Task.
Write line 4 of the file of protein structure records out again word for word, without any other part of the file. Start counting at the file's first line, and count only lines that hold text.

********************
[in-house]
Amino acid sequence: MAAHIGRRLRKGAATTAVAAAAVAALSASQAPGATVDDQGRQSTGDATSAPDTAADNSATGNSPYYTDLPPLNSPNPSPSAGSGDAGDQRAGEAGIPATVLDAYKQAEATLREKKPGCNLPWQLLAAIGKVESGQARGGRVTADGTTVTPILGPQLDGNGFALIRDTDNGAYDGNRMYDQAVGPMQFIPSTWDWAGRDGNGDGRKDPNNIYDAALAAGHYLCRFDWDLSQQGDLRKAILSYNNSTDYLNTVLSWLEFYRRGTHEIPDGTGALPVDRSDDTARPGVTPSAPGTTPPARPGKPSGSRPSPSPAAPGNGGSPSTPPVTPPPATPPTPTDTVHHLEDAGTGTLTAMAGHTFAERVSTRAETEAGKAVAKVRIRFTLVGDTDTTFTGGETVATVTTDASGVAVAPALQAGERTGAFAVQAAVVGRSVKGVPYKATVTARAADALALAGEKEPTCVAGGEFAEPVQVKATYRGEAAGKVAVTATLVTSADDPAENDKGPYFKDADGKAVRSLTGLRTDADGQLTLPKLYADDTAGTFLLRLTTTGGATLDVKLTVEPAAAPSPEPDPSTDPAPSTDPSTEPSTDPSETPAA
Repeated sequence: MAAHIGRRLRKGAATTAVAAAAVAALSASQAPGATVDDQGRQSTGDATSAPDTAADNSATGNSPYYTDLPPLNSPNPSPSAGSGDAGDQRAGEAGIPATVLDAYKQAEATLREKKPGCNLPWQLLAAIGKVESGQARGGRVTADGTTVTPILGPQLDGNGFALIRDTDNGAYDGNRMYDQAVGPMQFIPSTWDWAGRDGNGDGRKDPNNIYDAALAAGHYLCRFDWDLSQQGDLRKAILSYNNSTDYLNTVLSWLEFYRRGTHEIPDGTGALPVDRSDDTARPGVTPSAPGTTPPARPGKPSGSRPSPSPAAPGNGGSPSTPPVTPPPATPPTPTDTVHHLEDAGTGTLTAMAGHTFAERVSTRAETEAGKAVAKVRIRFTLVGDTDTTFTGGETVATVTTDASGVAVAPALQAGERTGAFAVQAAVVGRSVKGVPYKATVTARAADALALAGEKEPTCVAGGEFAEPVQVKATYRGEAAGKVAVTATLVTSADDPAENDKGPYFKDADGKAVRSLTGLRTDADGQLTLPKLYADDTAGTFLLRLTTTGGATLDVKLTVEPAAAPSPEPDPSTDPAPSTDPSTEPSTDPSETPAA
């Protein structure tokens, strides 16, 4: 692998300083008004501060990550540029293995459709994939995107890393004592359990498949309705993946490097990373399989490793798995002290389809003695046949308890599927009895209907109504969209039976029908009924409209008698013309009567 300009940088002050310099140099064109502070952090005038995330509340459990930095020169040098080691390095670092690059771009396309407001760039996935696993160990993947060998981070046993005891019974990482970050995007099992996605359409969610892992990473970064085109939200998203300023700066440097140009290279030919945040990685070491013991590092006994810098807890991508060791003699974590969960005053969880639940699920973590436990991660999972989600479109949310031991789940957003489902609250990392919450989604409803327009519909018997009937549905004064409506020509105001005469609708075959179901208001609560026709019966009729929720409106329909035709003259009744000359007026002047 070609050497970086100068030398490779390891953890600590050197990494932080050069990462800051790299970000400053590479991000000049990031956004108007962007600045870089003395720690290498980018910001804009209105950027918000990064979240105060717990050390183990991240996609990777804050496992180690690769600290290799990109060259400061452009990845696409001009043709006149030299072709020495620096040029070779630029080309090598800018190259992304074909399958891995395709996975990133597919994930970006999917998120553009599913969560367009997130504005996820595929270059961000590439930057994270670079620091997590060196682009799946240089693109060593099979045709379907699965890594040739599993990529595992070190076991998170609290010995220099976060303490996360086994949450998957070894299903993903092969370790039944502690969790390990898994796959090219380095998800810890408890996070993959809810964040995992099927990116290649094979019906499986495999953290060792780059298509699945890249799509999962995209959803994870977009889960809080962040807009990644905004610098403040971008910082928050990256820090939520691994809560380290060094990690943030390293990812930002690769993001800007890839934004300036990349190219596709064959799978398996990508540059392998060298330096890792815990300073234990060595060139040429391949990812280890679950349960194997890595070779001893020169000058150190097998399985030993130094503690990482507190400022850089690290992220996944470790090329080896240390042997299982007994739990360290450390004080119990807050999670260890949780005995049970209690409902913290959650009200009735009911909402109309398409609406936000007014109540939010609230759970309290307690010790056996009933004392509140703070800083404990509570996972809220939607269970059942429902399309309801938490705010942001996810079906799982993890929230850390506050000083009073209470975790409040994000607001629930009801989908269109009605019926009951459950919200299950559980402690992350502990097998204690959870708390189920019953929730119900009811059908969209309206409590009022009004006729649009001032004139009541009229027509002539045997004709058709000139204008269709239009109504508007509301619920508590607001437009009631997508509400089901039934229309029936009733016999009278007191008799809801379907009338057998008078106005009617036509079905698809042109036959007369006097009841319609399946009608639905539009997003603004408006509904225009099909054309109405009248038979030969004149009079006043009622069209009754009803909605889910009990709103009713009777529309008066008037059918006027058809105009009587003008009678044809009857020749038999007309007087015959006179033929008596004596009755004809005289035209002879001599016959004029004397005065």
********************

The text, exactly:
């Protein structure tokens, strides 16, 4: 692998300083008004501060990550540029293995459709994939995107890393004592359990498949309705993946490097990373399989490793798995002290389809003695046949308890599927009895209907109504969209039976029908009924409209008698013309009567 300009940088002050310099140099064109502070952090005038995330509340459990930095020169040098080691390095670092690059771009396309407001760039996935696993160990993947060998981070046993005891019974990482970050995007099992996605359409969610892992990473970064085109939200998203300023700066440097140009290279030919945040990685070491013991590092006994810098807890991508060791003699974590969960005053969880639940699920973590436990991660999972989600479109949310031991789940957003489902609250990392919450989604409803327009519909018997009937549905004064409506020509105001005469609708075959179901208001609560026709019966009729929720409106329909035709003259009744000359007026002047 070609050497970086100068030398490779390891953890600590050197990494932080050069990462800051790299970000400053590479991000000049990031956004108007962007600045870089003395720690290498980018910001804009209105950027918000990064979240105060717990050390183990991240996609990777804050496992180690690769600290290799990109060259400061452009990845696409001009043709006149030299072709020495620096040029070779630029080309090598800018190259992304074909399958891995395709996975990133597919994930970006999917998120553009599913969560367009997130504005996820595929270059961000590439930057994270670079620091997590060196682009799946240089693109060593099979045709379907699965890594040739599993990529595992070190076991998170609290010995220099976060303490996360086994949450998957070894299903993903092969370790039944502690969790390990898994796959090219380095998800810890408890996070993959809810964040995992099927990116290649094979019906499986495999953290060792780059298509699945890249799509999962995209959803994870977009889960809080962040807009990644905004610098403040971008910082928050990256820090939520691994809560380290060094990690943030390293990812930002690769993001800007890839934004300036990349190219596709064959799978398996990508540059392998060298330096890792815990300073234990060595060139040429391949990812280890679950349960194997890595070779001893020169000058150190097998399985030993130094503690990482507190400022850089690290992220996944470790090329080896240390042997299982007994739990360290450390004080119990807050999670260890949780005995049970209690409902913290959650009200009735009911909402109309398409609406936000007014109540939010609230759970309290307690010790056996009933004392509140703070800083404990509570996972809220939607269970059942429902399309309801938490705010942001996810079906799982993890929230850390506050000083009073209470975790409040994000607001629930009801989908269109009605019926009951459950919200299950559980402690992350502990097998204690959870708390189920019953929730119900009811059908969209309206409590009022009004006729649009001032004139009541009229027509002539045997004709058709000139204008269709239009109504508007509301619920508590607001437009009631997508509400089901039934229309029936009733016999009278007191008799809801379907009338057998008078106005009617036509079905698809042109036959007369006097009841319609399946009608639905539009997003603004408006509904225009099909054309109405009248038979030969004149009079006043009622069209009754009803909605889910009990709103009713009777529309008066008037059918006027058809105009009587003008009678044809009857020749038999007309007087015959006179033929008596004596009755004809005289035209002879001599016959004029004397005065």